# 9.1 Greenhouse gases and global warming  (Page 2/4)

 Page 2 / 4

Overpopulation is a major problem in reducing greenhouse gas emissions, and in slowing down global warming. As populations grow, their demands on resources (e.g. energy) increase, and so does their production of greenhouse gases.

## Ice core drilling - taking a look at earth's past climate

Global warming is a very controversial issue. While many people are convinced that the increase in average global temperatures is directly related to the increase in atmospheric concentrations of carbon dioxide, others argue that the climatic changes we are seeing are part of a natural pattern. One way in which scientists are able to understand what is happening at present, is to understand the earth's past atmosphere, and the factors that affected its temperature.

So how, you may be asking, do we know what the earth's past climate was like? One method that is used is ice core drilling . Antarctica is the coldest continent on earth, and because of this there is very little melting that takes place. Over thousands of years, ice has accumulated in layers and has become more and more compacted as new ice is added. This is partly why Antarctica is also on average one of the highest continents! On average, the ice sheet that covers Antarctica is 2500 m thick, and at its deepest location, is 4700 m thick.

As the snow is deposited on top of the ice sheet each year, it traps different chemicals and impurities which are dissolved in the ice. The ice and impurities hold information about the Earth's environment and climate at the time that the ice was deposited. Drilling an ice core from the surface down, is like taking a journey back in time. The deeper into the ice you venture, the older the layer of ice. By analysing the gases and oxygen isotopes that are present (along with many other techniques) in the ice at various points in the earth's history, scientists can start to piece together a picture of what the earth's climate must have been like.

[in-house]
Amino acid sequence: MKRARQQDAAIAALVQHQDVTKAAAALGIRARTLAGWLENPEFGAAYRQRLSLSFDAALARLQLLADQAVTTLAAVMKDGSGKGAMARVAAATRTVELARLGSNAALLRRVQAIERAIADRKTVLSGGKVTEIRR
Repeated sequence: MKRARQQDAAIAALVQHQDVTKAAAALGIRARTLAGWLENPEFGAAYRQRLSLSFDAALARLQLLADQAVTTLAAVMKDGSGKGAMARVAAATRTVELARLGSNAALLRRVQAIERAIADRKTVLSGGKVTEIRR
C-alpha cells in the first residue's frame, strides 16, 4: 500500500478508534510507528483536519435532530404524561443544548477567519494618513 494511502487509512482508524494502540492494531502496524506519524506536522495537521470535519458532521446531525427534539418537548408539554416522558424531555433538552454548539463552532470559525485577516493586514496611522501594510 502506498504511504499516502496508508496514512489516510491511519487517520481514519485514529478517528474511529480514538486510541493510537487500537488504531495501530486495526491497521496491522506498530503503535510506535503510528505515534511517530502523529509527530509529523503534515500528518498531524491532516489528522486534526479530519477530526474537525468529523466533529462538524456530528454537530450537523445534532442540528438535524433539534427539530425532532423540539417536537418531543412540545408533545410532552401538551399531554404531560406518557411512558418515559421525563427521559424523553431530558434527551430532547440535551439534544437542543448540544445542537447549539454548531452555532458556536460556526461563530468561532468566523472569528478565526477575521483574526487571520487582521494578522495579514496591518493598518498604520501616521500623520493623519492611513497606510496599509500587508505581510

One of the most well known ice cores was the one drilled at a Russian station called Vostok in central Antarctica. So far, data has been gathered for dates as far back as 160 000 years!

## Case study : looking at past climatic trends

Make sure that you have read the 'Information box' on ice core drilling before you try this activity.

The values in the table below were extrapolated from data obtained by scientists studying the Vostok ice core. 'Local temperature change' means by how much the temperature at that time was different from what it is today. For example, if the local temperature change 160 000 years ago was -9 ${}^{\circ }$ C, this means that atmospheric temperatures at that time were 9 ${}^{\circ }$ C lower than what they are today. 'ppm' means 'parts per million' and is a unit of measurement for gas concentrations.

 -textbfYears before present (x 1000) Local temperature change ( ${}^{\circ }$ C) Carbon dioxide (ppm) 160 -9 190 150 -10 205 140 -10 240 130 -3 280 120 +1 278 110 -4 240 100 -8 225 90 -5 230 80 -6 220 70 -8 250 60 -9 190 50 -7 220 40 -8 180 30 -7 225 20 -9 200 10 -2 260 0 (1850) -0.5 280 Present 371

Questions

1. On the same set of axes, draw graphs to show how temperature and carbon dioxide concentrations have changed over the last 160 000 years. Hint: 'Years before present' will go on the x-axis, and should be given negative values.
2. Compare the graphs that you have drawn. What do you notice?
3. Is there a relationship between temperature and the atmospheric concentration of carbon dioxide?
4. Do these graphs prove that temperature changes are determined by the concentration of gases such as carbon dioxide in the atmosphere? Explain your answer.
5. What other factors might you need to consider when analysing climatic trends?

atomic model john dalton
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